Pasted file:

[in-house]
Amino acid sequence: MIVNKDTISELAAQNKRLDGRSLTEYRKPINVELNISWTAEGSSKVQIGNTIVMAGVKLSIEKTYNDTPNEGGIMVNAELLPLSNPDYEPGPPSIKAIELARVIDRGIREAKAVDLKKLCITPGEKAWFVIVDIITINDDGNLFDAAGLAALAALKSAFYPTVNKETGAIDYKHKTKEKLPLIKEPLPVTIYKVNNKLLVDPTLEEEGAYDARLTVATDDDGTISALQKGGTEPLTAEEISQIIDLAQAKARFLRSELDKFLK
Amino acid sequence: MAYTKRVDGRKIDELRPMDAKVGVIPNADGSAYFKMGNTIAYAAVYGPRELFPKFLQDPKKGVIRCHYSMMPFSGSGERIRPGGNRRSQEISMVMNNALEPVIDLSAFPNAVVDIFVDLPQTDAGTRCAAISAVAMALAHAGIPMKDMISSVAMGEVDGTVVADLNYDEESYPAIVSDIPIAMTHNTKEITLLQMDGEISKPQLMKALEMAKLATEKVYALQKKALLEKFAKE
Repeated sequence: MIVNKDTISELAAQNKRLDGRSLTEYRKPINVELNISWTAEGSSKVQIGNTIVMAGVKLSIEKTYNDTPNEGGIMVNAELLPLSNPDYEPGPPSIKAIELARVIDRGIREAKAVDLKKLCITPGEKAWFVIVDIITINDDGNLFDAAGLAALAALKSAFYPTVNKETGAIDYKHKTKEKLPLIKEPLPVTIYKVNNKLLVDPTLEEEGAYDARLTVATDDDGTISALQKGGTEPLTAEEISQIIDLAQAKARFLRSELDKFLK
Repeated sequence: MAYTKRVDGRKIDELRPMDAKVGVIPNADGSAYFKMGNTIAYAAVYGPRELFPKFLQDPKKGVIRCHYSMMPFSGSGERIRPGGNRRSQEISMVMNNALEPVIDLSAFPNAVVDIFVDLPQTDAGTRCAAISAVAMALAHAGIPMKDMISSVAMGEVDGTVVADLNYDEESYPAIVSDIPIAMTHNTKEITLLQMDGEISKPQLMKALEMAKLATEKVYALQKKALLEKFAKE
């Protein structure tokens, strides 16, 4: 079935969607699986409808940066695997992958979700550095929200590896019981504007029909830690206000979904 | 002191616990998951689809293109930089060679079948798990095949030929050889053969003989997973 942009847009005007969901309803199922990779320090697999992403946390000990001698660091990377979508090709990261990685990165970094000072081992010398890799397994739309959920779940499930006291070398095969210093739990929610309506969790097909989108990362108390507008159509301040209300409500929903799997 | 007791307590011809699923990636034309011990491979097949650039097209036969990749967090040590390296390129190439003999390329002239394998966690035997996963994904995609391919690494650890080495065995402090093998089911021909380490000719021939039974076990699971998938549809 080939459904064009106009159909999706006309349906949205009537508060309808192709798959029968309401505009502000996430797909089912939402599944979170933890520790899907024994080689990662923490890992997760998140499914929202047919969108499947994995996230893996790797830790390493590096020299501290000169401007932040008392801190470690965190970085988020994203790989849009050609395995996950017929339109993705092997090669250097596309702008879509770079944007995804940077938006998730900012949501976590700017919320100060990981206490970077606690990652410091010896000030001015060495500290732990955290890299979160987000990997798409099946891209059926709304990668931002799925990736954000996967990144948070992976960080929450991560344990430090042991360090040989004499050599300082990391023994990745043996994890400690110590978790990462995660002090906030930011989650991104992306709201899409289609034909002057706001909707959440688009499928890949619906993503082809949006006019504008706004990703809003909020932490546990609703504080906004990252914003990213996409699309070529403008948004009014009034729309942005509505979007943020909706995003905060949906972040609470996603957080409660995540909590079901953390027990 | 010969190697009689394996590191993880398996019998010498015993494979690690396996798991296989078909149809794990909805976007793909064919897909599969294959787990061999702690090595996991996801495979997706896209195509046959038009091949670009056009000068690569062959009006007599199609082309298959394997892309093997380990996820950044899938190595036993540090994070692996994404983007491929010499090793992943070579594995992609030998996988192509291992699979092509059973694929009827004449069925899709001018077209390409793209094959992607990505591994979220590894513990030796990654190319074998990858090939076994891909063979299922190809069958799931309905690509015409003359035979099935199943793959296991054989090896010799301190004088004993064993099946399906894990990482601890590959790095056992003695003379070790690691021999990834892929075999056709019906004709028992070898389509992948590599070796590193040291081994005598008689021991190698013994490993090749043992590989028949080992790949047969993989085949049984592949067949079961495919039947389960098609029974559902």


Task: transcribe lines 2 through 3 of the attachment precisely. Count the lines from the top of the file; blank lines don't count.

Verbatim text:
Amino acid sequence: MIVNKDTISELAAQNKRLDGRSLTEYRKPINVELNISWTAEGSSKVQIGNTIVMAGVKLSIEKTYNDTPNEGGIMVNAELLPLSNPDYEPGPPSIKAIELARVIDRGIREAKAVDLKKLCITPGEKAWFVIVDIITINDDGNLFDAAGLAALAALKSAFYPTVNKETGAIDYKHKTKEKLPLIKEPLPVTIYKVNNKLLVDPTLEEEGAYDARLTVATDDDGTISALQKGGTEPLTAEEISQIIDLAQAKARFLRSELDKFLK
Amino acid sequence: MAYTKRVDGRKIDELRPMDAKVGVIPNADGSAYFKMGNTIAYAAVYGPRELFPKFLQDPKKGVIRCHYSMMPFSGSGERIRPGGNRRSQEISMVMNNALEPVIDLSAFPNAVVDIFVDLPQTDAGTRCAAISAVAMALAHAGIPMKDMISSVAMGEVDGTVVADLNYDEESYPAIVSDIPIAMTHNTKEITLLQMDGEISKPQLMKALEMAKLATEKVYALQKKALLEKFAKE